|Reviews for Religious Schools Vs Non Religious Schools|
| Samsonet chapter 1 . 4/7/2012
I suppose I should ask you if I may write an essay on why religious school students should do better than secular school students. Yes, I really am going to write an essay on that. Sorry if this seems rude. I have a weird viewpoint.
| Dea Salus chapter 1 . 3/17/2012
I totally agree with you. I think it is useless. At my school you need to do religios education or philosophy to get your A Levels, although we are no confessional school at all. But we're taught a lot of trash in RE, in Protestant lesson we do have teachers that remind to Barbie dolls and want you to compare Matrix with Jesus' life and it is even worse to have such a teacher in English aswell. The Catholics had a teacher that puished in French or history all Protestant, Islamic or nonconfessional children. And one of the philosophy teachers always looks at your work with the eyes of a German techer, no wonder, she is a German teacher. That is hard. Most teachers don't want to tell you in such subjects anything that is useful. There is one excetion and I can't attend her lessons at all. This is rubbish!
| TheMagicOfReality chapter 1 . 3/3/2012
I completely and utterly agree with you. I am a proud atheist and I go to a Catholic school- i have experienced these masses and prayers etc... they are an absolute pain and often take me away from classes I adore.
Have you ever heard of Richard Dawkins? He expresses much the same views as you.
| AngelALS chapter 1 . 2/25/2012
Dear Lucy Labrador, After reading you essay on religious schools vs non religious school, it really mde me think.
I really loved this article and I hope i see more great things from you.
| Emma Dilemma chapter 1 . 2/24/2012
I enjoyed reading this; it's well written and well organized. I often have a difficult time organizing my thoughts and getting them on to the page while keeping them coherent in relation to my point.
I attend school a private, all-girls, Catholic prep school. I'm not Catholic myself, and I identify myself as Agnostic. Four years have passed since I was first accepted, and I have grown to love my school all the more. Though I do agree with you that time spent with one's faith should not interfere with time spent in the classroom, there are several advantages to religious schools.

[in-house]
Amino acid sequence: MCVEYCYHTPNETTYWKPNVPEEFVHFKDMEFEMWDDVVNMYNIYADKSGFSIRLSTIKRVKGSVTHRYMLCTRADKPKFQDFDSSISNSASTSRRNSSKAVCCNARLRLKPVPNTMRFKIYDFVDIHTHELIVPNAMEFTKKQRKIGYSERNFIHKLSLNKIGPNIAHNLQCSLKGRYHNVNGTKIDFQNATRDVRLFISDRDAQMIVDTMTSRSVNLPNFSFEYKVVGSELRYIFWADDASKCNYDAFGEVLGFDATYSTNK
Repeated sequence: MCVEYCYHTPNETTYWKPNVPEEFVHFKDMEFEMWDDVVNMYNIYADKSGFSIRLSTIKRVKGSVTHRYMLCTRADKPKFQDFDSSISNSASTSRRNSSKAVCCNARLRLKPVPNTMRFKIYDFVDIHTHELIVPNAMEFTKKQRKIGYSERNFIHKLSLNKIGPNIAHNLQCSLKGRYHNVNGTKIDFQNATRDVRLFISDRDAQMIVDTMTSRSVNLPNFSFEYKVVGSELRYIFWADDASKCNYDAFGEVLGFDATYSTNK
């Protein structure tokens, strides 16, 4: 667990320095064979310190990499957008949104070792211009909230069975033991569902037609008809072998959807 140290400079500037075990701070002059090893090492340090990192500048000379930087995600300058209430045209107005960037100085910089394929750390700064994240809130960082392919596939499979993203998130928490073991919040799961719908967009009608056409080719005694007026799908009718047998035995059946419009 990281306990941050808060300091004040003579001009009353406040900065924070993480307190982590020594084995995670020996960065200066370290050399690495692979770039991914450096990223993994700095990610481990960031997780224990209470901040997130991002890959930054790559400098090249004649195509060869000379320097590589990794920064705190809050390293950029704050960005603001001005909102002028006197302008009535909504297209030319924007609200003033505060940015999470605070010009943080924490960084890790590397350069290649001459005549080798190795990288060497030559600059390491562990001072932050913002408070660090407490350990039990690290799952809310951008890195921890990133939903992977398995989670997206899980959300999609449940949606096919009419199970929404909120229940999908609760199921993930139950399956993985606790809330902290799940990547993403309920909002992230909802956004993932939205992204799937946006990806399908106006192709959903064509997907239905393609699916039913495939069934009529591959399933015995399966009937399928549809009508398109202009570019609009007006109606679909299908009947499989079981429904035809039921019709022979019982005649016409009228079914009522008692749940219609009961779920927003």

Religious schools oftentimes have generous benefactors that are of the same religion. The money collected from these benefactors can open up a new world of opportunities for students who otherwise would not have had them. Students grow personally in religious schools, as the schools ensure that their students are able to experience all aspects of life. These include extra curricular activities, athletics, music, theater, science, technology, all of course with academic excellence being each school's core.
Students cannot grow or achieve excellence without a strong foundation that anchors them. At many Christian schools, there are core values that are believed to be echoed in the Gospel values. I thing that for a lot of girls, the spiritual opportunities at our school allow them to become compassionate and independent young women.
Also, contrary to popular belief, our curriculum is extremely rigorous and difficult. Most Christian schools only have mass on special holidays. Our masses last forty minutes, and they are held at the beginning of school, Thanksgiving, Christmas, Easter, the end of school, and others that I cannot recall because I'm not exactly religious.
Nice essay; just wanted to add my two cents!
| Swiftshadow123 chapter 1 . 2/23/2012
Yup...I think the reason why my school has high results is because the teachers help you, there's revision clubs...or they look at results from primary school and take smart people...and yup, I can't understand the logic behind having mass when we have GCSE Maths next week...and I've noticed it now, my school has a 'habit' of ignoring the students with fail grades. They stick up the percentage of grades outside the school gates...but have 'missed out' the Fs and Ds.